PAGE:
Revisiting the battlegrounds of the Yom Kippur War
Photos: Menachem Kalish, Mishpacha archives
"Early on Yom Kippur afternoon, we felt that something was in the air, as one or two cars came to Kiryat Arba to collect some reservists. The atmosphere in the yeshivah turned electric, and the words ‘mi yichyeh, u’mi yamus’ gained new meaning.”
That was hesder yeshivah student Danny Steinberg’s first inkling that a disaster had befallen Israel’s complacent army. And that’s how he found himself on the way to the Suez Canal on Yom Kippur 1973, to fight back waves of Egyptian infantry and tanks whose advanced Soviet missiles were savaging Israel’s vaunted air and armored forces.
High over the Canal at about the same time in his Skyhawk fighter was Noach Hertz. Rushed into combat, he braved volleys of surface-to-air missiles in repeated bombing raids against Egyptian forces pushing into Israeli-held Sinai. But after days over the Suez Canal, his squadron was sent north, and his aging jet was shot down over Syria. Hertz entered the hell of captivity and torture and emerged a different person.
Far beneath those roaring jets on the Syrian front was 18-year-old tank loader Chaim Edri. He was one of a small number of Israeli armored forces who participated in a miracle on that Yom Kippur, as a tiny Israeli force held off over 1,000 Syrian tanks on the Golan Heights.
Forty-six years after the guns fell silent — and as threats from all sides of Israel’s borders once again grow urgent — I head out on a journey to revisit the battlefields and talk to these former soldiers. I find that many who experienced the shattering events of that war are reluctant to talk. But on my quest to tell the story, I discover that in its own tragic way, it was as miraculous as the euphoric victories of the Six Day War.
And for these soldiers–turned–bus drivers, businesspeople, and rabbis — all of them are defined by their trial of fire on that ultimate Yom Kippur.
Role: Tank driver, Suez Canal, Egyptian front
“I had a feeling of trust in Hashem that He would help us in this milchemes mitzvah.”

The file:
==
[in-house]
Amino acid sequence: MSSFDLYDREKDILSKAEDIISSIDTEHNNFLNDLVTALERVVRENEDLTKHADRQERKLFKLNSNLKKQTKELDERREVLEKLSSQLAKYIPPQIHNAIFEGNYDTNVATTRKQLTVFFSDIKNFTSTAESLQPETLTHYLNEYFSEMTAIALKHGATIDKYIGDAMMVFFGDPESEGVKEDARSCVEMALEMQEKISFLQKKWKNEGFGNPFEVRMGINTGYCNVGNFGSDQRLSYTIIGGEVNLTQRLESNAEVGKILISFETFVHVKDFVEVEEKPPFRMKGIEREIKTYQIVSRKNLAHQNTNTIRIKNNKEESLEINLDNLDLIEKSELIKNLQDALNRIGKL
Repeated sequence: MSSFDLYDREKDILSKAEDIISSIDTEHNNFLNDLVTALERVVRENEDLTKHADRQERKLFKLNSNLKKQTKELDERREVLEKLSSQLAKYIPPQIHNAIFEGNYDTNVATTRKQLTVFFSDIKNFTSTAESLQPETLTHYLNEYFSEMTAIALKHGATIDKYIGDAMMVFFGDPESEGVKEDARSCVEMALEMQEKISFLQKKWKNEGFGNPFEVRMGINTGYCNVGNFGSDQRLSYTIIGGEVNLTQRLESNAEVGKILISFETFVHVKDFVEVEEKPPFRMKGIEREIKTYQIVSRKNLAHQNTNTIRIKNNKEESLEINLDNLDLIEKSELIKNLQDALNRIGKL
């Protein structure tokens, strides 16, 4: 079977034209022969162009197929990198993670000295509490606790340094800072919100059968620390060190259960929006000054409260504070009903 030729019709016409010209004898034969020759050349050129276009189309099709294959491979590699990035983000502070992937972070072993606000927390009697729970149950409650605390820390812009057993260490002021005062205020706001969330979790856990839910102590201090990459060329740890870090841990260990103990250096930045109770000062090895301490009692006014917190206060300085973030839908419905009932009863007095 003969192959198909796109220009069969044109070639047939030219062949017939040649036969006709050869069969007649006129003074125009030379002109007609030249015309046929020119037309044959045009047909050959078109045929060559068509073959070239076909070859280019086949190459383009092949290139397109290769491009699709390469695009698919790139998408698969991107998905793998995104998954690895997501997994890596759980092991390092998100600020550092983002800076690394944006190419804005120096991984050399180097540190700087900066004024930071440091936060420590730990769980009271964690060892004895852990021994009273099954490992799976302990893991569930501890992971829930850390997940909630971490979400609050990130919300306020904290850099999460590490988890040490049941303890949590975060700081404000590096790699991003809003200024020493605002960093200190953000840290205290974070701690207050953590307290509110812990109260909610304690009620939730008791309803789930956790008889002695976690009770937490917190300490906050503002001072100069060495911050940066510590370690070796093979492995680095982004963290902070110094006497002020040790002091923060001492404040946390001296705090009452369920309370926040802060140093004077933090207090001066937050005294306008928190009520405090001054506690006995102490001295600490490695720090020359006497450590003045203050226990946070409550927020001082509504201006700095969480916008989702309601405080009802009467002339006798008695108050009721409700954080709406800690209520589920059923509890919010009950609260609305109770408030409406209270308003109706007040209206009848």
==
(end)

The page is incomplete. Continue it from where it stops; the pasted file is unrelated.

“A few kilometers after El Arish, an officer stopped our tank convoy and told us to have our weapons ready because Egyptian commandos were operating in the area and climbing onto our tanks. That,” says Danny Steinberg “was the first of three moments in the war that I really felt fear.”
We’re sitting in Danny’s spacious apartment in Givat Ze’ev, a Jerusalem suburb with open vistas toward Ramot one way and Modiin the other. It’s a world away from the fear and fighting of the Sinai Desert, where as a young hesder yeshivah student, he served as a tank driver in General Avraham “Bren” Adan’s division. It’s hard to envision the calm man in front of me going through the violence he describes. The conversation supplements Danny’s diary, written while sitting in the protective steel walls of his “Shot” tank — an Israeli-modified version of the British Centurion — during lulls in the fighting. Amplified later in the long months spent surrounding Egyptian forces in “Africa” — the Israeli army’s name for the enemy bank of the Suez Canal — the diary provides a unique real-time view of the savage fighting of the Yom Kippur War.
Fresh out of basic training and back in Yeshivat Kiryat Arba that Yom Kippur morning, Krias HaTorah, not war, was uppermost in Danny’s mind. “They’d asked for a bochur to do Krias HaTorah on Yom Kippur, and I agreed,” he says. “I managed the kriah for Shacharis, but when Minchah came, I’d barely completed it when a truck screeched to a halt outside the yeshivah. A soldier called my name from the window, because I was responsible for getting my friends together in an emergency. ‘That’s it,’ I said to myself, ‘if they’re calling us — who have no combat experience — the situation must be desperate.’”